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Columns > Rob Kallick

Published: 2001/09/19
by Rob Kallick

The Mozart Effect

Wake up, theres been a terrible accident at the World Trade Center. Thousands of people are dead. These words, spoken by my mother, woke me on the morning of September 11. The fear in her voice and instantaneous sense of dread that filled my body will surely haunt me for the rest of my life. The next few hours were a bit of a blur as I sat in my house in Chicago trying to understand what was going on in a city across the country.
I spent a lot of time in New York this summer. Ive always had a pretty negative attitude towards the Big Apple, but, as a result of the good times I had there last month, I developed a new and positive relationship with the city. We had our rough times, sure, but in the end when I said goodbye I believe we had come to terms with our differences. So seeing the World Trade Center in pieces hit me in a much more profound way than it would have, say, six months ago. But the loss of life and shear magnitude of the situation, thats a different story. I dont see how anyone could not be affected by that. I found myself over the next few days falling asleep with the TV on and waking up in the morning thinking for a split-second that it had all been a dream, only to turn over and see Dan Rathers somber face on the screen. This wasnt a dream. Far from it.
Saturday night I did what any depressed music-lover would do. I saw a concert. The Disco Biscuits at the Vic. Keeping in mind a book I had read a few years ago called The Mozart Effect by Don Campbell, I approached this concert as an opportunity to let the power of music heal the body, strengthen the mind and unlock the creative spirit. Campbells book eloquently examines how music, Mozart in particular, can perform all three of these functions. I just needed some good ol fashioned healing.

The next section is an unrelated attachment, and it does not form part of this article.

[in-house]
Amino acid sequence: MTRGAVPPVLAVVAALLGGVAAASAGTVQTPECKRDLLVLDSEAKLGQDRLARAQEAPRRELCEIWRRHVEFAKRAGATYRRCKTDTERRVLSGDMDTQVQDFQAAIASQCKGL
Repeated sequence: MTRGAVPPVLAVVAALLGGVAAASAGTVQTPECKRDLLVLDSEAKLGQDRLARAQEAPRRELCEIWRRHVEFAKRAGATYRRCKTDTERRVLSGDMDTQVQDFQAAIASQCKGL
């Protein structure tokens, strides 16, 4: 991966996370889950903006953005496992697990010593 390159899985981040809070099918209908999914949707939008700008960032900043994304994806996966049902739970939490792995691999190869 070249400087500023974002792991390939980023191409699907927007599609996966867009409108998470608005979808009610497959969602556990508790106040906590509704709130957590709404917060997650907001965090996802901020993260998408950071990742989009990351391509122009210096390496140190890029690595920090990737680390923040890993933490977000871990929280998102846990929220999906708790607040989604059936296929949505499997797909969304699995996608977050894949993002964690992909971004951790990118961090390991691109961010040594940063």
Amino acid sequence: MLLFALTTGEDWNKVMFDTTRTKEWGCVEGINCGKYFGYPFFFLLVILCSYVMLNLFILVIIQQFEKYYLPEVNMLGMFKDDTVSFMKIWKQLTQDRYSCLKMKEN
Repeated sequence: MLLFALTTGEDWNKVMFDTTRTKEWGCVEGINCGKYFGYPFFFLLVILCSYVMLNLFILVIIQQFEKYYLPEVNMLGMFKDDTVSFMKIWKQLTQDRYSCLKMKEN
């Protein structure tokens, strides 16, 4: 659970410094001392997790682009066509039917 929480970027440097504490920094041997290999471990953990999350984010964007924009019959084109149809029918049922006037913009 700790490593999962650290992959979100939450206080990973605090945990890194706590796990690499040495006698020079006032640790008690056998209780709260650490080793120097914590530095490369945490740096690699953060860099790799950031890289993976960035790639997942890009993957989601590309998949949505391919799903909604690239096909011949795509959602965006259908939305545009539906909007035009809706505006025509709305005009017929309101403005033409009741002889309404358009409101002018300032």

The Biscuits were the Biscuits. Nothing too fancy or unique about the their performance. As much as I would like to say that seeing them completely took my mind off everything that happened, it didnt. I did everything I could, however, to let my mind wander but I found my thoughts occasionally drifting back towards last weeks events. Yet, even with that, there was a moment in the show that made it all worthwhile and one that Ill never forget. After a set that lasted nearly two hours, the band left the stage for the end of the second set. An absolutely exhausted crowd, who had been out of it for the last 30 minutes or so, slowly came to realize that yes, the show was over. With whatever little energy they had left, the crowd began to cheer. Things got louderand louderand louderuntil it reached a deafening roar unparalleled to anything so far that night. It was clear that this was more than just showing appreciation for a kick-ass Basis. These people were cheering because it felt good and they needed it. With a week that left people with so little to be happy about, the chance to share joy with others was greeted with open arms. To my right a concertgoer illuminated a sign with a lighter that read simply: U.S.A. As more people noticed the sign the noise in the room got even louder. When the band returned onstage for their encore with huge grins on their faces, it seemed, that just for a moment at least, everything was normal again.

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